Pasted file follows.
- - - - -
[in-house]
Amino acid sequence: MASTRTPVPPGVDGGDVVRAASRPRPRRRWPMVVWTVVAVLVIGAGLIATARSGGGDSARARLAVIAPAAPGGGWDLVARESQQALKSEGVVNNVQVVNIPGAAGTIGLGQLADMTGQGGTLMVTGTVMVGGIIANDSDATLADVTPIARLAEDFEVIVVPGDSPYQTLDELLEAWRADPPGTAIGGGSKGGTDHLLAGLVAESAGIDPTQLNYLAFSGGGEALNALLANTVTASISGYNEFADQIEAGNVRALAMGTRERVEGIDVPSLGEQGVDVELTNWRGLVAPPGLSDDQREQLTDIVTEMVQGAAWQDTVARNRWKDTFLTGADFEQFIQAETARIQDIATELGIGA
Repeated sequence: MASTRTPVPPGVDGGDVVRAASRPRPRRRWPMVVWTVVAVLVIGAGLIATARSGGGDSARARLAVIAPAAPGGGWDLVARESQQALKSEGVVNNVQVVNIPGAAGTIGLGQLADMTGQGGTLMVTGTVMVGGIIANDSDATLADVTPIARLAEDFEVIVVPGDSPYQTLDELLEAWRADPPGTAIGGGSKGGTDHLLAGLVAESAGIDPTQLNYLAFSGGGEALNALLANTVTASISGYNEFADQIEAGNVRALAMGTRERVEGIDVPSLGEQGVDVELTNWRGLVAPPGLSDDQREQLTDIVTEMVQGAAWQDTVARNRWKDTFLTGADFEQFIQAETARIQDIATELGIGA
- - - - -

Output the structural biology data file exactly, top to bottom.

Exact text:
[in-house]
Amino acid sequence: MASTRTPVPPGVDGGDVVRAASRPRPRRRWPMVVWTVVAVLVIGAGLIATARSGGGDSARARLAVIAPAAPGGGWDLVARESQQALKSEGVVNNVQVVNIPGAAGTIGLGQLADMTGQGGTLMVTGTVMVGGIIANDSDATLADVTPIARLAEDFEVIVVPGDSPYQTLDELLEAWRADPPGTAIGGGSKGGTDHLLAGLVAESAGIDPTQLNYLAFSGGGEALNALLANTVTASISGYNEFADQIEAGNVRALAMGTRERVEGIDVPSLGEQGVDVELTNWRGLVAPPGLSDDQREQLTDIVTEMVQGAAWQDTVARNRWKDTFLTGADFEQFIQAETARIQDIATELGIGA
Repeated sequence: MASTRTPVPPGVDGGDVVRAASRPRPRRRWPMVVWTVVAVLVIGAGLIATARSGGGDSARARLAVIAPAAPGGGWDLVARESQQALKSEGVVNNVQVVNIPGAAGTIGLGQLADMTGQGGTLMVTGTVMVGGIIANDSDATLADVTPIARLAEDFEVIVVPGDSPYQTLDELLEAWRADPPGTAIGGGSKGGTDHLLAGLVAESAGIDPTQLNYLAFSGGGEALNALLANTVTASISGYNEFADQIEAGNVRALAMGTRERVEGIDVPSLGEQGVDVELTNWRGLVAPPGLSDDQREQLTDIVTEMVQGAAWQDTVARNRWKDTFLTGADFEQFIQAETARIQDIATELGIGA